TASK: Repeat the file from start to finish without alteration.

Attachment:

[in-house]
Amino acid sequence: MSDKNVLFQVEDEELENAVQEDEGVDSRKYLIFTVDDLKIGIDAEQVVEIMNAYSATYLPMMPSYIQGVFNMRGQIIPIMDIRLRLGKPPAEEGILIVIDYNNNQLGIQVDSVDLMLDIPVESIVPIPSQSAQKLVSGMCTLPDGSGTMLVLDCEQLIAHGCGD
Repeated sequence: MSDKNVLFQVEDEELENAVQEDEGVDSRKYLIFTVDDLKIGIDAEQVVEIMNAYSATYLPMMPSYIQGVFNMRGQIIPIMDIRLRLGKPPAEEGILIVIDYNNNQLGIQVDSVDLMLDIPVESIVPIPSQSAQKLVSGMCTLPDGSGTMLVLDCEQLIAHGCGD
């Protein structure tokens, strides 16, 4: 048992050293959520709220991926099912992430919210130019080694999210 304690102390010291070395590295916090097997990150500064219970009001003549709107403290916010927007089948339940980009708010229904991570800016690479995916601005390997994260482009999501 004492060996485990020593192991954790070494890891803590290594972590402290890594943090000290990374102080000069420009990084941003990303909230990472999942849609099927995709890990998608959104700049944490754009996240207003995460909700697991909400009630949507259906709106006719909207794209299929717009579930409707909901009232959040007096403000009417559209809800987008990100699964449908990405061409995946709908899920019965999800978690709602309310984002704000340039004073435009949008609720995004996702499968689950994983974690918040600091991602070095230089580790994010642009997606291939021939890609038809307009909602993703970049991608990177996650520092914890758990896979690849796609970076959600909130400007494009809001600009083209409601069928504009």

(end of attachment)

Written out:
[in-house]
Amino acid sequence: MSDKNVLFQVEDEELENAVQEDEGVDSRKYLIFTVDDLKIGIDAEQVVEIMNAYSATYLPMMPSYIQGVFNMRGQIIPIMDIRLRLGKPPAEEGILIVIDYNNNQLGIQVDSVDLMLDIPVESIVPIPSQSAQKLVSGMCTLPDGSGTMLVLDCEQLIAHGCGD
Repeated sequence: MSDKNVLFQVEDEELENAVQEDEGVDSRKYLIFTVDDLKIGIDAEQVVEIMNAYSATYLPMMPSYIQGVFNMRGQIIPIMDIRLRLGKPPAEEGILIVIDYNNNQLGIQVDSVDLMLDIPVESIVPIPSQSAQKLVSGMCTLPDGSGTMLVLDCEQLIAHGCGD
């Protein structure tokens, strides 16, 4: 048992050293959520709220991926099912992430919210130019080694999210 304690102390010291070395590295916090097997990150500064219970009001003549709107403290916010927007089948339940980009708010229904991570800016690479995916601005390997994260482009999501 004492060996485990020593192991954790070494890891803590290594972590402290890594943090000290990374102080000069420009990084941003990303909230990472999942849609099927995709890990998608959104700049944490754009996240207003995460909700697991909400009630949507259906709106006719909207794209299929717009579930409707909901009232959040007096403000009417559209809800987008990100699964449908990405061409995946709908899920019965999800978690709602309310984002704000340039004073435009949008609720995004996702499968689950994983974690918040600091991602070095230089580790994010642009997606291939021939890609038809307009909602993703970049991608990177996650520092914890758990896979690849796609970076959600909130400007494009809001600009083209409601069928504009």